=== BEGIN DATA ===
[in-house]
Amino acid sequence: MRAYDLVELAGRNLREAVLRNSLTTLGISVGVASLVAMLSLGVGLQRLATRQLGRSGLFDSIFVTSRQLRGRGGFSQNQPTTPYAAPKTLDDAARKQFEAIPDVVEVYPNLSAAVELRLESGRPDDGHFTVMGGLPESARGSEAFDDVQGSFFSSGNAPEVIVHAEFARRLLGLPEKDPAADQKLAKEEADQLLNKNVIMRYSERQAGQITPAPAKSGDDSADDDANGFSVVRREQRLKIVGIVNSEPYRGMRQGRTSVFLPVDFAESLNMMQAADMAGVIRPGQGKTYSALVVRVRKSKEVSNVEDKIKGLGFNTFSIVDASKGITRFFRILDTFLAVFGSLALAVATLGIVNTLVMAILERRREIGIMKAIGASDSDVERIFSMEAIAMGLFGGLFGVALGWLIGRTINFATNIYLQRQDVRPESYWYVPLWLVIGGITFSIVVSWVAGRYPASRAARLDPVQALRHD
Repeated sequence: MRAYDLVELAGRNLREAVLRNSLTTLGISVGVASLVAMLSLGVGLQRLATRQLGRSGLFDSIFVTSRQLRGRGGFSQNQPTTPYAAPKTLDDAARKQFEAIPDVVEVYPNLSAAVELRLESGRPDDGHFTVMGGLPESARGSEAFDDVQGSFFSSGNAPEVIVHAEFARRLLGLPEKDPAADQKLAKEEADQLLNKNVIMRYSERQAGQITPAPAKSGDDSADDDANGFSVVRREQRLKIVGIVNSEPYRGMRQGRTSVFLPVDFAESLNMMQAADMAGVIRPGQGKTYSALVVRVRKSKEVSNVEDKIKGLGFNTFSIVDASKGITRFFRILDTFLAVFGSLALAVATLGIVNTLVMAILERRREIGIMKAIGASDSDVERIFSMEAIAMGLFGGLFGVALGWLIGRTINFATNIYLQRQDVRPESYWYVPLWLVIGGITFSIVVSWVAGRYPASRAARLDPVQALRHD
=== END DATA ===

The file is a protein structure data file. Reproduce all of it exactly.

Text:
[in-house]
Amino acid sequence: MRAYDLVELAGRNLREAVLRNSLTTLGISVGVASLVAMLSLGVGLQRLATRQLGRSGLFDSIFVTSRQLRGRGGFSQNQPTTPYAAPKTLDDAARKQFEAIPDVVEVYPNLSAAVELRLESGRPDDGHFTVMGGLPESARGSEAFDDVQGSFFSSGNAPEVIVHAEFARRLLGLPEKDPAADQKLAKEEADQLLNKNVIMRYSERQAGQITPAPAKSGDDSADDDANGFSVVRREQRLKIVGIVNSEPYRGMRQGRTSVFLPVDFAESLNMMQAADMAGVIRPGQGKTYSALVVRVRKSKEVSNVEDKIKGLGFNTFSIVDASKGITRFFRILDTFLAVFGSLALAVATLGIVNTLVMAILERRREIGIMKAIGASDSDVERIFSMEAIAMGLFGGLFGVALGWLIGRTINFATNIYLQRQDVRPESYWYVPLWLVIGGITFSIVVSWVAGRYPASRAARLDPVQALRHD
Repeated sequence: MRAYDLVELAGRNLREAVLRNSLTTLGISVGVASLVAMLSLGVGLQRLATRQLGRSGLFDSIFVTSRQLRGRGGFSQNQPTTPYAAPKTLDDAARKQFEAIPDVVEVYPNLSAAVELRLESGRPDDGHFTVMGGLPESARGSEAFDDVQGSFFSSGNAPEVIVHAEFARRLLGLPEKDPAADQKLAKEEADQLLNKNVIMRYSERQAGQITPAPAKSGDDSADDDANGFSVVRREQRLKIVGIVNSEPYRGMRQGRTSVFLPVDFAESLNMMQAADMAGVIRPGQGKTYSALVVRVRKSKEVSNVEDKIKGLGFNTFSIVDASKGITRFFRILDTFLAVFGSLALAVATLGIVNTLVMAILERRREIGIMKAIGASDSDVERIFSMEAIAMGLFGGLFGVALGWLIGRTINFATNIYLQRQDVRPESYWYVPLWLVIGGITFSIVVSWVAGRYPASRAARLDPVQALRHD